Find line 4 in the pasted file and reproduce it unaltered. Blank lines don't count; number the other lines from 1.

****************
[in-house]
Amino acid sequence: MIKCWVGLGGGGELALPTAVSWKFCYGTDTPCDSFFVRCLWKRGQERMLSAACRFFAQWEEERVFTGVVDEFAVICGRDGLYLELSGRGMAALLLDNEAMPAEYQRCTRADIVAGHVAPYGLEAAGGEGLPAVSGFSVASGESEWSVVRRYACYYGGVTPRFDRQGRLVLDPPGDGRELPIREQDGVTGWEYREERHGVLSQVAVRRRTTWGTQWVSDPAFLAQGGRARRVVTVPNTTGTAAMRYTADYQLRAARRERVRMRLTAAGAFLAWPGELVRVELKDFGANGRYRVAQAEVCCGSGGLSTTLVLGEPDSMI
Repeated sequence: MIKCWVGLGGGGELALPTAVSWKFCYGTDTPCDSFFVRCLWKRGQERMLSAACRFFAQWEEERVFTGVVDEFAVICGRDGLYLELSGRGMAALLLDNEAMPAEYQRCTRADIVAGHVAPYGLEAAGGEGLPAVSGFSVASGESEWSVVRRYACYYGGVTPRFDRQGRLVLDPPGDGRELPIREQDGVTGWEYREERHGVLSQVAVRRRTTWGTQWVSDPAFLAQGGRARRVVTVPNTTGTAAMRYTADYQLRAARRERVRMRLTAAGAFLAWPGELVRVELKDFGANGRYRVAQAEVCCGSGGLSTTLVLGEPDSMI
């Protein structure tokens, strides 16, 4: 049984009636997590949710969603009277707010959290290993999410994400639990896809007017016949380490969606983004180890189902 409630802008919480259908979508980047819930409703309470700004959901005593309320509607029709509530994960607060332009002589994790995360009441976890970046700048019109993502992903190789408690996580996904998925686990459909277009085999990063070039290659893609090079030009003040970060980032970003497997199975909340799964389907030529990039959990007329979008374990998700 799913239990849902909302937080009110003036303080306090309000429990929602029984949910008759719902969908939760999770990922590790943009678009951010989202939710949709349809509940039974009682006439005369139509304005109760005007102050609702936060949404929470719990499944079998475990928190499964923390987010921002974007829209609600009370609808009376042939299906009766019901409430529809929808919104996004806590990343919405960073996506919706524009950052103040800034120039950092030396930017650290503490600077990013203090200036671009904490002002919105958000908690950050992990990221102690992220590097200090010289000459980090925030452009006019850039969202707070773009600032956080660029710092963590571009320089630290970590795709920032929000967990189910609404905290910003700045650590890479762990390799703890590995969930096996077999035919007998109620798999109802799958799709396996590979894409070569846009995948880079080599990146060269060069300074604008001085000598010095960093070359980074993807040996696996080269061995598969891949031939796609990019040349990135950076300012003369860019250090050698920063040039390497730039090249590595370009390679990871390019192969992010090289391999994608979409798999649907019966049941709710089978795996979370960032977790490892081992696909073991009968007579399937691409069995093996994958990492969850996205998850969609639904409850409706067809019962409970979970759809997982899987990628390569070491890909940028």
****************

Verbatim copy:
């Protein structure tokens, strides 16, 4: 049984009636997590949710969603009277707010959290290993999410994400639990896809007017016949380490969606983004180890189902 409630802008919480259908979508980047819930409703309470700004959901005593309320509607029709509530994960607060332009002589994790995360009441976890970046700048019109993502992903190789408690996580996904998925686990459909277009085999990063070039290659893609090079030009003040970060980032970003497997199975909340799964389907030529990039959990007329979008374990998700 799913239990849902909302937080009110003036303080306090309000429990929602029984949910008759719902969908939760999770990922590790943009678009951010989202939710949709349809509940039974009682006439005369139509304005109760005007102050609702936060949404929470719990499944079998475990928190499964923390987010921002974007829209609600009370609808009376042939299906009766019901409430529809929808919104996004806590990343919405960073996506919706524009950052103040800034120039950092030396930017650290503490600077990013203090200036671009904490002002919105958000908690950050992990990221102690992220590097200090010289000459980090925030452009006019850039969202707070773009600032956080660029710092963590571009320089630290970590795709920032929000967990189910609404905290910003700045650590890479762990390799703890590995969930096996077999035919007998109620798999109802799958799709396996590979894409070569846009995948880079080599990146060269060069300074604008001085000598010095960093070359980074993807040996696996080269061995598969891949031939796609990019040349990135950076300012003369860019250090050698920063040039390497730039090249590595370009390679990871390019192969992010090289391999994608979409798999649907019966049941709710089978795996979370960032977790490892081992696909073991009968007579399937691409069995093996994958990492969850996205998850969609639904409850409706067809019962409970979970759809997982899987990628390569070491890909940028």